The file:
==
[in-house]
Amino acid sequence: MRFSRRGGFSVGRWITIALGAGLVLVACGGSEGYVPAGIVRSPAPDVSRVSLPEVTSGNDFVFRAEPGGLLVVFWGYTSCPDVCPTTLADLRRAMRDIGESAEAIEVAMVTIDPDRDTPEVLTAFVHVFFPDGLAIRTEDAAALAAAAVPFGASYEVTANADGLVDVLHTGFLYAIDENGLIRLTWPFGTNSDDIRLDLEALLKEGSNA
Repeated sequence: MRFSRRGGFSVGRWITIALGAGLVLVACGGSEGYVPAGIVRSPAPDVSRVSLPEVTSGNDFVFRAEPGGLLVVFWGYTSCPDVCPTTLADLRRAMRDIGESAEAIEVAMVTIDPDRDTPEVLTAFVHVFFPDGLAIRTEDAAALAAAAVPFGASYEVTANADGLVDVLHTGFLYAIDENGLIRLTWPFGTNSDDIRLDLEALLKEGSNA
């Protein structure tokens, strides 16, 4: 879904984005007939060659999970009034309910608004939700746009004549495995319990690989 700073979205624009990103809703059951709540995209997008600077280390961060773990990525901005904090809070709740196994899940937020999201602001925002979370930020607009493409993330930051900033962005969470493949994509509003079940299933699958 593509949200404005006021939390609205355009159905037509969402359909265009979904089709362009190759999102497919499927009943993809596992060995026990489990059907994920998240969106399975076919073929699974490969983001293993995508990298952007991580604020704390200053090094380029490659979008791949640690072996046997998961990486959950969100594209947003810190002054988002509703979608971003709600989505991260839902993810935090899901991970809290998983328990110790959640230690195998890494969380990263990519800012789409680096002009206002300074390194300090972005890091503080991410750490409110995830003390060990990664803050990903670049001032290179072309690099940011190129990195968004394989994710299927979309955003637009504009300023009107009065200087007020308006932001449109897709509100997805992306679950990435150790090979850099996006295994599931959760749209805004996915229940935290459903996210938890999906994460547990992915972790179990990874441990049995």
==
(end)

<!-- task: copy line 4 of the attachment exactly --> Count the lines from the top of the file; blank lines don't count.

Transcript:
């Protein structure tokens, strides 16, 4: 879904984005007939060659999970009034309910608004939700746009004549495995319990690989 700073979205624009990103809703059951709540995209997008600077280390961060773990990525901005904090809070709740196994899940937020999201602001925002979370930020607009493409993330930051900033962005969470493949994509509003079940299933699958 593509949200404005006021939390609205355009159905037509969402359909265009979904089709362009190759999102497919499927009943993809596992060995026990489990059907994920998240969106399975076919073929699974490969983001293993995508990298952007991580604020704390200053090094380029490659979008791949640690072996046997998961990486959950969100594209947003810190002054988002509703979608971003709600989505991260839902993810935090899901991970809290998983328990110790959640230690195998890494969380990263990519800012789409680096002009206002300074390194300090972005890091503080991410750490409110995830003390060990990664803050990903670049001032290179072309690099940011190129990195968004394989994710299927979309955003637009504009300023009107009065200087007020308006932001449109897709509100997805992306679950990435150790090979850099996006295994599931959760749209805004996915229940935290459903996210938890999906994460547990992915972790179990990874441990049995």